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How do you transfer duties from executrix to one named as an alternate?

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2007-01-11 03:21:20
2007-01-11 03:21:20

Apply to the probate court. If the primary has already accepted the duties, they will have to provide a full accounting to the court of what they did. The court will issue new papers for the new executor. If they haven't assumed the duty, they simply decline to serve.

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Related Questions


Yes. Your sister can file a "Declination" and the petition to have the will allowed can list you as the executor. The attorney handling the estate will know how to file the proper documents so that you can be appointed.


You can bring a lawsuit in the probate court asking the court to remove the executrix and appoint another person to handle the estate, usually the alternate executor named in the will. Each state has its own laws setting the basis for a removal. Generally these have to do with the executrix not doing what she is supposed to do, harming the estate in some or failing to obey the terms of the will or a court order. It is not easy to remove an executrix because most courts start with the premise that the acting executrix is the person the decedent has the most faith in. The court strives to uphold the wishes of a decedent. A court will not remove an executrix just because of disagreements or even animosity between her and beneficiaries. There must be some type of wrongdoing or breach of trust involved.


An executrix must carry out the wishes of the deceased. If any of the eight children were excluded by the deceased from inheriting a piece of property she cannot put his or her name on the deed for it.


The individual has his or her will amended to show the new named executor or executrix. The amending will need to be witnessed and notarized (preferably) in the same manner as the original document, but not neccessarily by the original witnesses. An executor or executrix who has been appointed by the probate court or was named by the testator (testrix) must be relieved of the responsibility through the court.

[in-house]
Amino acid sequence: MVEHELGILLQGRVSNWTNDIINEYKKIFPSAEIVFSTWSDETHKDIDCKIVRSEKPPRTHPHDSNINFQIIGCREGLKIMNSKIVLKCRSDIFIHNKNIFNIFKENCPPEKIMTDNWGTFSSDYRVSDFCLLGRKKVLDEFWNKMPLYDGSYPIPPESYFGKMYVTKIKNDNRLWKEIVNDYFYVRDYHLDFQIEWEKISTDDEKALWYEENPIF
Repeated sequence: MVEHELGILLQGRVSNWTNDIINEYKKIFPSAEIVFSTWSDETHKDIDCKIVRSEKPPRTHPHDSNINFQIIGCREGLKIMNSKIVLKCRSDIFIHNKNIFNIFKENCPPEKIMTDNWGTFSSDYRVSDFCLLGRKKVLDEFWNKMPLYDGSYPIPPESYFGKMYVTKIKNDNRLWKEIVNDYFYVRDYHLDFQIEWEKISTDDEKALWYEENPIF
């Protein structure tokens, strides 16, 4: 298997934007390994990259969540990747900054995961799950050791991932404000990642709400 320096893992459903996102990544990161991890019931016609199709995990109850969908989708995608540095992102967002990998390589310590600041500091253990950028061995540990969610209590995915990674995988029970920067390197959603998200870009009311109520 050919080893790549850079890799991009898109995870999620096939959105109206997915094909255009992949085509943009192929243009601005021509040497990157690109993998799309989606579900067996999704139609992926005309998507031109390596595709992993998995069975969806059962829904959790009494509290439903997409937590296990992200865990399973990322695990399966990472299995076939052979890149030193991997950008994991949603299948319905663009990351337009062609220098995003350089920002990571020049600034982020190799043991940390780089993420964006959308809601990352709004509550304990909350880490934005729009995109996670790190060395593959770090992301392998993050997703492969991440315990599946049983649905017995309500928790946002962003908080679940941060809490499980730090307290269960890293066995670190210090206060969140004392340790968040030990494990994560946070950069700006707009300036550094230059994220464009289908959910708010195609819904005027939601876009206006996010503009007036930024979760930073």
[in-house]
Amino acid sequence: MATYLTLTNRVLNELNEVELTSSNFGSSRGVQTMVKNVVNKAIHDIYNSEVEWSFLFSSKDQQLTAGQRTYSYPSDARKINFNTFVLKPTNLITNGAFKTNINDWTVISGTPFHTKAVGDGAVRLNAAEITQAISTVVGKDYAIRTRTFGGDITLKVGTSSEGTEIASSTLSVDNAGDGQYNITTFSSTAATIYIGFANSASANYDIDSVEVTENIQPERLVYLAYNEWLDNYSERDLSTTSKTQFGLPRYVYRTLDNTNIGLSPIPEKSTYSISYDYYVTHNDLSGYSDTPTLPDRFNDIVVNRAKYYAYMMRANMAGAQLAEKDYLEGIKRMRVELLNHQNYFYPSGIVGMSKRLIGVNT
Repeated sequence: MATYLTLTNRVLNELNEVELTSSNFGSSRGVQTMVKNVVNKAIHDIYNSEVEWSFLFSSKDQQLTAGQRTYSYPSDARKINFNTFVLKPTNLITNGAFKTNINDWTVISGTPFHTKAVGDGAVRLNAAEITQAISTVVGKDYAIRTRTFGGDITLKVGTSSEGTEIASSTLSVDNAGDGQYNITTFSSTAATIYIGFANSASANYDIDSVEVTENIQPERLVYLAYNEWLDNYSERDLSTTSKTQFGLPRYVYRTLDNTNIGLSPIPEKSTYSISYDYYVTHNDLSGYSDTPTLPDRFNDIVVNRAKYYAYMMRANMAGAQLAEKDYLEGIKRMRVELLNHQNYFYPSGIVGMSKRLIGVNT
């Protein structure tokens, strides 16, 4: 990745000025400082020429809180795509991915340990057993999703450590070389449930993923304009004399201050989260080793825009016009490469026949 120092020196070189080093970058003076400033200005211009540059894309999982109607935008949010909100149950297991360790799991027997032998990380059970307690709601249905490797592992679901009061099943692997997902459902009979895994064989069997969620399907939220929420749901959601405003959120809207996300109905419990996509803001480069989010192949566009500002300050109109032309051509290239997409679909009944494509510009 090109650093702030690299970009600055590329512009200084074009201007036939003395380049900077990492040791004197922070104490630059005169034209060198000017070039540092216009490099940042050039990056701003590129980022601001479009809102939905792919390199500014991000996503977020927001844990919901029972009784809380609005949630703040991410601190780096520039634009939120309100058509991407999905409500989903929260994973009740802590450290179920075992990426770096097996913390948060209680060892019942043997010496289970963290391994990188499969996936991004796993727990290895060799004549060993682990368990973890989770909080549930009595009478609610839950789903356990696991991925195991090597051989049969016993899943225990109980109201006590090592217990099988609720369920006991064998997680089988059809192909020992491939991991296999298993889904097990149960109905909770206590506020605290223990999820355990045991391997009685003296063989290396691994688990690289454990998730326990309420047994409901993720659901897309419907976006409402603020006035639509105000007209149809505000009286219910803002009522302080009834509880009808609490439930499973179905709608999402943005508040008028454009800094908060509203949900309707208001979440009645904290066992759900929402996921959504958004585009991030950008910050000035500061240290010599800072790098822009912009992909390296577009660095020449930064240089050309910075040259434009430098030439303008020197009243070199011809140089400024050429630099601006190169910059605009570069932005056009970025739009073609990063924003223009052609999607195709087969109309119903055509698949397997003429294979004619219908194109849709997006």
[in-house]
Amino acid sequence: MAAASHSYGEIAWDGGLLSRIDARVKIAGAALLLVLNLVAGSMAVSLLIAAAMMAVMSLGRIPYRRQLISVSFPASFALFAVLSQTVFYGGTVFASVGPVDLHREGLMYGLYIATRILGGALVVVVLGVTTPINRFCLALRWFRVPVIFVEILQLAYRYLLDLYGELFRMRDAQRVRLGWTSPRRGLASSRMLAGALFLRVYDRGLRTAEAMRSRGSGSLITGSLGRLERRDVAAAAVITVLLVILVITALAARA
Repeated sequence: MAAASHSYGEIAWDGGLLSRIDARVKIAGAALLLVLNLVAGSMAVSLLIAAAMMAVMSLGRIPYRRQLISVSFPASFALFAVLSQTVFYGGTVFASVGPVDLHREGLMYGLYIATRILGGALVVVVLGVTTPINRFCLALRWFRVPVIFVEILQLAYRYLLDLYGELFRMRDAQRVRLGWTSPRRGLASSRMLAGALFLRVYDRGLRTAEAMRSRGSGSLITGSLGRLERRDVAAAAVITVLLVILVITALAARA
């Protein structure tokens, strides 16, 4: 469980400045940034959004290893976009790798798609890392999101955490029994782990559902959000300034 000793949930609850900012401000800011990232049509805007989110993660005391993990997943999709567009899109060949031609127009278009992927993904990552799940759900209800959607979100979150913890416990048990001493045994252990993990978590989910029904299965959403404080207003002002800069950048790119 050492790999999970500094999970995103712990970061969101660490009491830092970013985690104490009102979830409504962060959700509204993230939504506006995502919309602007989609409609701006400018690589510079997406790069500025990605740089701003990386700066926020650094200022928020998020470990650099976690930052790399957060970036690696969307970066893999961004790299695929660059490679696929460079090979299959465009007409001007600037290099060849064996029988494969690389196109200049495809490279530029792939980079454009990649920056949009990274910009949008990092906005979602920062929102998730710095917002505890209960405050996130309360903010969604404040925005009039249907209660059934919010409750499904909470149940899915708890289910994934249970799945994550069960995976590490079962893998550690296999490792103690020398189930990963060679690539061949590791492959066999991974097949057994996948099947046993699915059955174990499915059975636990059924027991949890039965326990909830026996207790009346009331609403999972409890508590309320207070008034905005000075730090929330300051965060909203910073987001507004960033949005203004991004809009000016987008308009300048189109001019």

Yes, Donald Sutherland did have a grandson named Donald Sutherland III in an alternate universe.


Yes, Leonard Nimoy did have a grandson named Leonard Nimoy III in an alternate universe.


Yes, William Shatner did have a grandson named William Shatner III in an alternate universe.


Yes, Sylvester Stallone did have a grandson named Sylvester Stallone III in an alternate universe.


Yes, Michael Douglas did have a grandson named Michael Douglas III in an alternate universe.


The court appointed executor can certainly delegate certain tasks to a willing helper. However, the executor is responsible for the settling of the estate and the helper cannot sign any legal documents on behalf of the estate. The alternate named executor is nominated by the testator to take over if the executor cannot serve. The alternate must be appointed by the court.


One of the copies will probably need to be posted in the probate court, at which time you will be appointed as the named executrix. If they destroy all copies of the will, that is a different sort of problem.


Yes, Leonard Nimoy did have a son named Leonard Nimoy Jr. in an alternate universe.


Yes, William Shatner did have a son named William Shatner Jr. in an alternate universe.


Yes, Malcolm McDowell did have a son named Malcolm McDowell Jr. In an alternate universe.


Yes, Gary Oldman did have a son named Gary Oldman Jr. In an alternate universe.


Yes, Colin Farrell did have a son named Colin Farrell Jr. In an alternate universe.


Yes, John Travolta did have a son named John Travolta Jr. in an alternate universe.


Yes, Nick Thurston did have a son named Nick Thurston Jr. in an alternate universe.


Yes, Peter Outerbridge did have a son named Peter Outerbridge Jr. in an alternate universe.


Yes, Michael Douglas did have a son named Michael Douglas Jr. in an alternate universe.


Yes, Donald Sutherland did have a son named Donald Sutherland Jr. in an alternate universe.


Yes, Sylvester Stallone did have a son named Sylvester Stallone Jr. in an alternate universe.



Alternate ExecutorsThis will depend on the Probate [sometimes called "Succession"] law of the state in which the deceased [who assigned your father as executor] lived, and thus the will was probated.Usually, the will for which your father was named executor will have a statement naming an alternate (s) executor in the event the named executor [your father in this case] is unable, for any reason, or unwilling to serve in that capacity.If there was no provision for appointing an alternate executor then the Probate law of the state in which the deceased lived will determine the assignment of a new executor.In this type of situation, it would not be uncommon for your mother to be named by the Probate Court as the replacement executor [called an "executrix" in the case of a female].


The contents of a Will are your parents' personal and legal business. It is none of a child's business unless the parent shows you the Will, includes you in estate/will planning, or you are named the Executor/Executrix of the Will (this is not a minor child). When the parents die, the Executor/Executrix can contact the parents' Attorney to get a copy of the Will, if it's location is unknown at home.



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